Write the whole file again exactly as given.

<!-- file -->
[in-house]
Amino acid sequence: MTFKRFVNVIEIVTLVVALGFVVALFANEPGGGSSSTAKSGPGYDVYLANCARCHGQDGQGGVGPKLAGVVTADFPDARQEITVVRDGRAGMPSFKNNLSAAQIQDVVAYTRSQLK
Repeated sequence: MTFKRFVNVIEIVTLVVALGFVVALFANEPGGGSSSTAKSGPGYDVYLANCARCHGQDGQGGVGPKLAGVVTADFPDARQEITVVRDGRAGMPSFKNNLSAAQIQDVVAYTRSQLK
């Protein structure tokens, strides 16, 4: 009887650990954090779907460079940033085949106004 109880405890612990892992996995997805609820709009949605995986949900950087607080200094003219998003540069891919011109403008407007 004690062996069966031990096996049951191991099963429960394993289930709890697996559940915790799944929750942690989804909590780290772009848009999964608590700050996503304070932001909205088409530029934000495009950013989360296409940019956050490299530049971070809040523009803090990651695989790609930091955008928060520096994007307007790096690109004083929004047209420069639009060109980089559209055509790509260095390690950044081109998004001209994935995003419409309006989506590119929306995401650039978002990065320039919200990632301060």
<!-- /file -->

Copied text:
[in-house]
Amino acid sequence: MTFKRFVNVIEIVTLVVALGFVVALFANEPGGGSSSTAKSGPGYDVYLANCARCHGQDGQGGVGPKLAGVVTADFPDARQEITVVRDGRAGMPSFKNNLSAAQIQDVVAYTRSQLK
Repeated sequence: MTFKRFVNVIEIVTLVVALGFVVALFANEPGGGSSSTAKSGPGYDVYLANCARCHGQDGQGGVGPKLAGVVTADFPDARQEITVVRDGRAGMPSFKNNLSAAQIQDVVAYTRSQLK
């Protein structure tokens, strides 16, 4: 009887650990954090779907460079940033085949106004 109880405890612990892992996995997805609820709009949605995986949900950087607080200094003219998003540069891919011109403008407007 004690062996069966031990096996049951191991099963429960394993289930709890697996559940915790799944929750942690989804909590780290772009848009999964608590700050996503304070932001909205088409530029934000495009950013989360296409940019956050490299530049971070809040523009803090990651695989790609930091955008928060520096994007307007790096690109004083929004047209420069639009060109980089559209055509790509260095390690950044081109998004001209994935995003419409309006989506590119929306995401650039978002990065320039919200990632301060």